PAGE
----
Throughout, he examines the possible reasons why we connect with these heroic entities. Why do we continue to cling to our superheroes and remake them to align with the zeitgeist of every generation? Maybe it has something to do with the wish fulfillment and fantasy aspect of the genre, its strong moral values, its belief in good always winning over bad in the end. Maybe it’s because we can, in a way, relate to their superheroes and yet not feel intimidated as we would if they were ‘human’. All superheroes have undergone some sort of trauma in their past, but even if they can never hope to truly reconcile with this pain, they are still able to live with it, to function, to do what’s needed for the greater good (and more importantly, know what that right thing is). They also have an allegiance to duty, and in turn their secret identity becomes a ‘badge of honour, not a concealment of shame.’ (Fingeroth, 2004)
“I will be who I must be in order to fulfill my mission of doing good. Whatever serves that purpose is who I will be both in and out of my costume.”
Believing that one possesses a secret identity, and powers and skills that mark one out as special is a relatable human desire. It’s the desire to be better than what your mundane life allows you, the wish that you too have hidden potential that can give you a shot at greatness if harnessed. Fingeroth calls it the ‘superhero comic consciousness’ – The hope (and fear) that there is more to this world than what we can see. There is a simultaneous need to blend in and stand out, to want our deeds to stand alone; a complicated mix of insecurities and self-confidence that we all go through at some point in our lives. It’s a much supported belief that the superhero entity is deeply rooted in the American immigrant experience. Fingeroth asks the question, is it braver to be who you are, or to be who you pretend to be? It’s a very insightful discussion on identity, one where each one of us will bring personal baggage and a different perception. There is a universal element in wanting to find that small space of belongingness and acceptance, while at the same time be admired and appreciated for our unique, special appeals.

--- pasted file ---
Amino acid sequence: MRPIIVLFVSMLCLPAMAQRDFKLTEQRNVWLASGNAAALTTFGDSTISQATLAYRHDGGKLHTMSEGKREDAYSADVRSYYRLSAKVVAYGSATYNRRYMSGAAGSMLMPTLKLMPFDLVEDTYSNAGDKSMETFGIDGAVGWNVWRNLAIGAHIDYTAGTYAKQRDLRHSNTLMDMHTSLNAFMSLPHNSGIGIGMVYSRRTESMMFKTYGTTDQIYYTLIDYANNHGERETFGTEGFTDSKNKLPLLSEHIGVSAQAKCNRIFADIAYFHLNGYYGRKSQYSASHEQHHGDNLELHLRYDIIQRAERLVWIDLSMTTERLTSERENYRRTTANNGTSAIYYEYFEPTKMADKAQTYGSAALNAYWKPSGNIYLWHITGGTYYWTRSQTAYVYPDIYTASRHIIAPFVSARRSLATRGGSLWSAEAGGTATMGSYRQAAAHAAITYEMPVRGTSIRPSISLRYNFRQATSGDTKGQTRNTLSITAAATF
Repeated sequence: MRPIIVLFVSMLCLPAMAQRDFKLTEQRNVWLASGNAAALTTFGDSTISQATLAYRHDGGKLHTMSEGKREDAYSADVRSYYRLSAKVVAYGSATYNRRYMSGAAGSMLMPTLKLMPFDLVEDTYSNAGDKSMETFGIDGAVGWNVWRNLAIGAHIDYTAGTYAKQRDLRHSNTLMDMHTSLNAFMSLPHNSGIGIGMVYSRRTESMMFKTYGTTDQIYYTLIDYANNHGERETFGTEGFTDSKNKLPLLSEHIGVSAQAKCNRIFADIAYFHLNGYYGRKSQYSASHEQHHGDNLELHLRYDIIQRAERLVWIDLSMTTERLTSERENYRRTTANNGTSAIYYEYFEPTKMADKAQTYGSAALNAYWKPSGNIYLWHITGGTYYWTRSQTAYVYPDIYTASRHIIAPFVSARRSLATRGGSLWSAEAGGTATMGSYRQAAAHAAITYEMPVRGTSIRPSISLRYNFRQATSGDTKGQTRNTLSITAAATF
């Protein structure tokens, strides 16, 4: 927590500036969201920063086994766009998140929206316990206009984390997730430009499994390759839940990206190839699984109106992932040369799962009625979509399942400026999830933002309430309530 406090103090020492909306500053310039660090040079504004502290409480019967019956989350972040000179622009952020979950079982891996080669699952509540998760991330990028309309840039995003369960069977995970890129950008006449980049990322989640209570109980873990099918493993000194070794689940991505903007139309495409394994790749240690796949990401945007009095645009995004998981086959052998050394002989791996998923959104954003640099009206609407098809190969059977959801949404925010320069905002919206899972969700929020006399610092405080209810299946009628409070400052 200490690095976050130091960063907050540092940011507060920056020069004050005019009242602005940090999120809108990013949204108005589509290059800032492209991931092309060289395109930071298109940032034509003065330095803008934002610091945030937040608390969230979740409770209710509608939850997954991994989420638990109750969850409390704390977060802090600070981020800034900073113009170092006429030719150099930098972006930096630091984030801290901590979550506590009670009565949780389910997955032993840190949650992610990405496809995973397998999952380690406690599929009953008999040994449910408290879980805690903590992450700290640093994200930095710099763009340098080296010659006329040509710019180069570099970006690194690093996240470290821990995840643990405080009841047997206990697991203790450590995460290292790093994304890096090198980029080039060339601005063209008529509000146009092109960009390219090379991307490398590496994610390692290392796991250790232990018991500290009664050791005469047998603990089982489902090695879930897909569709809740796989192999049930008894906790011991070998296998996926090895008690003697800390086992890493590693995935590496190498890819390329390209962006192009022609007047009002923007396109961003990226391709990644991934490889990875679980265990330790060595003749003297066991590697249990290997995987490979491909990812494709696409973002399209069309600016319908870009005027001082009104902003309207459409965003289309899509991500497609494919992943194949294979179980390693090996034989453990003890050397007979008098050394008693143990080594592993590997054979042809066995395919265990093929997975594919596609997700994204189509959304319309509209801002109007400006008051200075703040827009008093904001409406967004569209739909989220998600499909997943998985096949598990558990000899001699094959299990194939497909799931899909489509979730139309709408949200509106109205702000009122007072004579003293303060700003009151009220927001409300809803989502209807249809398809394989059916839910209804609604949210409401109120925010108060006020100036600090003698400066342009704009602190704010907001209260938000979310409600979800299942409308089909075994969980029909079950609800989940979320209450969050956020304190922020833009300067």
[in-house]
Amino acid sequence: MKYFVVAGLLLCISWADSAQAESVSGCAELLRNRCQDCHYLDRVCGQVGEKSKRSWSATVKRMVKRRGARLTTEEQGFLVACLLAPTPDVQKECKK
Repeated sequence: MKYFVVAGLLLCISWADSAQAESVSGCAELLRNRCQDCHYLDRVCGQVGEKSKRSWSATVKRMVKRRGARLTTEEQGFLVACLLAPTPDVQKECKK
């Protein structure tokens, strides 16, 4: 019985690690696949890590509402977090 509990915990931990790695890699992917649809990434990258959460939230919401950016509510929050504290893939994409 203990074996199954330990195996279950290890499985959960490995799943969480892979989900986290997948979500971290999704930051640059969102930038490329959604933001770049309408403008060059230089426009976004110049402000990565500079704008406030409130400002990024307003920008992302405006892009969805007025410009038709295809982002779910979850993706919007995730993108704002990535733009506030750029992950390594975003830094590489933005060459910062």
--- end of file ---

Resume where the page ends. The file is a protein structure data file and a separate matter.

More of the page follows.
But to be able to integrate all the myriad sides of our unique personalities one day and become one ‘fully realised’ person is a shared and often cherished dream that we can try to achieve through the lives of superheroes. At the very least we can try to make sense of our own lives, the world we live in, the people we share it with and our hopes, dreams and wishes for the future. We can grab hold of the empowerment intrinsic to the superhero fantasy and use it for our own existence.
As a fan of Buffy the Vampire Slayer and Joss Whedon, I was thrilled when an entire chapter in the book was devoted exactly to that. Fingeroth explains the reasons for including her in the realm of superheroes in spite of her non-comic book birth and merely TV existence. At the time Wonder Woman arrived on the scene, societal structures and belief were still vastly different and it was slow going for a superheroine to be accepted as someone who isn’t evil or power-hungry. The evolution of the superheroine was at a snail’s pace when compared to her male counterparts and Joss Whedon’s Buffy is responsible for bringing about a paradigm shift in perception. She paved the way for women like Lara Croft and Charlie’s Angels to kick ass. A refreshing change that Fingeroth points out was the character’s relationship with her sexuality, a key element when it comes to a superheroine. Buffy doesn’t bottle it up. She faces it, enjoys it and then outsmarts it, hence establishing power over it so that it doesn’t define her but isn’t a hidden, shamed secret either. It is the empowerment fantasy as its very best and that chapter probably remains one of my favourites in the book.